Help with figuring out the initial values to use for my model using external steady state file?

Dear Sir,

I hope you are doing well. I have been working on solving the following macro model using Dynare. As I am not too familiar with Dynare yet, I was hoping to get some help.

I have the following model file model.mod (2.2 KB) . In order to figure out the initial values, and since I can’t get an analytical solution for the steady state values, I tried to use fsolve to numerically solve for the initial values using fsolve. However, I have not been successful.

Then I tried to use an external steady state file model_steadystate.m (2.1 KB) , by commenting out the initial value in the .mod file. However, I get the following error message:

Error using model.driver
Error: File: driver.m Line: 314 Column: 1
Illegal use of reserved keyword “end”.

Error in dynare (line 293)
evalin(‘base’,[fname ‘.driver’]) ;

My questions are:

  1. what does this error mean? driver.m file seems to be a file that is generated when I run the model.mod file, but I’m not sure why the error is on the generated file.

  2. Is there a good way to find the initial value?

  3. Is there a tutorial for learning how to use the “*_steadystate.m” file to get the initial value?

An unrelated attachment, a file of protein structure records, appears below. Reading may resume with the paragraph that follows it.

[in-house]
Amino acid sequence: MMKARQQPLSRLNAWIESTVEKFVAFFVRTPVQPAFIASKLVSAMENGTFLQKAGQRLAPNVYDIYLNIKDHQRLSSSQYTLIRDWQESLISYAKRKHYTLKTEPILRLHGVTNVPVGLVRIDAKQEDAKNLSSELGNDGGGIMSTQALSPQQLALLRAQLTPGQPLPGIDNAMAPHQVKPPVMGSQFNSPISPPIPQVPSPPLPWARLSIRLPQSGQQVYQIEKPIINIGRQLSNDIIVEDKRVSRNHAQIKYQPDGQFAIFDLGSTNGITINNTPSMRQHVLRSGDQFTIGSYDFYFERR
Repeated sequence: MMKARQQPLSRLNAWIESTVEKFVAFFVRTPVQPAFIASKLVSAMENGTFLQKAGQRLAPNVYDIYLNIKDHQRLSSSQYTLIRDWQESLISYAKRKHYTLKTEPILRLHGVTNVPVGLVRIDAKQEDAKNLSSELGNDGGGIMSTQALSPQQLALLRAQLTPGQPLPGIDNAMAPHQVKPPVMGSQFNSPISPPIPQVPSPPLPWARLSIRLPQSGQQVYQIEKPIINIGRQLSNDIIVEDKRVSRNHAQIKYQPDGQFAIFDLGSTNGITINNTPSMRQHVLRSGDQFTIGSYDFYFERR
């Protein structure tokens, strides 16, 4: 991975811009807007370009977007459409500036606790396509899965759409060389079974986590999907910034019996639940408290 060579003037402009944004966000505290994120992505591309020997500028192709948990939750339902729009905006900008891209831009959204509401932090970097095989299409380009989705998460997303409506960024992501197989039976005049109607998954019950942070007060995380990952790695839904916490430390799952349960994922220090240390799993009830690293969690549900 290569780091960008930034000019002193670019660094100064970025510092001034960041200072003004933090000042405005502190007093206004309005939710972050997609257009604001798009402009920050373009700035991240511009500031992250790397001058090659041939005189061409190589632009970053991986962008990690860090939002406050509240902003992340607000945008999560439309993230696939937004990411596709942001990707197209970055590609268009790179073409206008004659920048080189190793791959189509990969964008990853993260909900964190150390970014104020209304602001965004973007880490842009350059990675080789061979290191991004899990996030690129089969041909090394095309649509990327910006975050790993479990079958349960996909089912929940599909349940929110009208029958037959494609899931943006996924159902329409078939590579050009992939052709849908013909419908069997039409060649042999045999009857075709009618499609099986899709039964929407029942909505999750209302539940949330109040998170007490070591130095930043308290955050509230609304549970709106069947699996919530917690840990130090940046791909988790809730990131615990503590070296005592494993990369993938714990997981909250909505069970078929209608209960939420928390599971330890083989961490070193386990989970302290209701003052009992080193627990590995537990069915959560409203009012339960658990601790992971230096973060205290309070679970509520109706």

Thank you!


  1. Your steady state file does not contain valid Matlab code. In Matlab, you cannot define implicit equations like

There needs to be exactly one variable on the left of an equal sign.
2. You are currently using a steady state file. It needs to provide an exact steady state, not initial values.
3. No, as of now we don’t have something like this.

You could try to write a Matlab file to find the steady state following Kenneth Judd’s “Numerical Methods in Economics” book. In chapter 5.6 he defines a procedure that can be used to calculate the steady state.

@DoubleBass Each of the generic procedures boils down to solving a nonlinear equation system. That is what Dynare does automatically. But here it fails, potentially because of a mistake in the model specification.
For reference:

That is the reason why you should help steady state finding by using a sensible analytical approach instead of brute force.

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That is true, first approach should always be pen and pencil. But for some models this, out of my limited experience, does not work the whole way. So what I use to do is to solve analytically as far as possible, in order to reduce the system, and then use some kind of solver for the rest to get some guesses for initial values of the system.
Sorry for the confusion.

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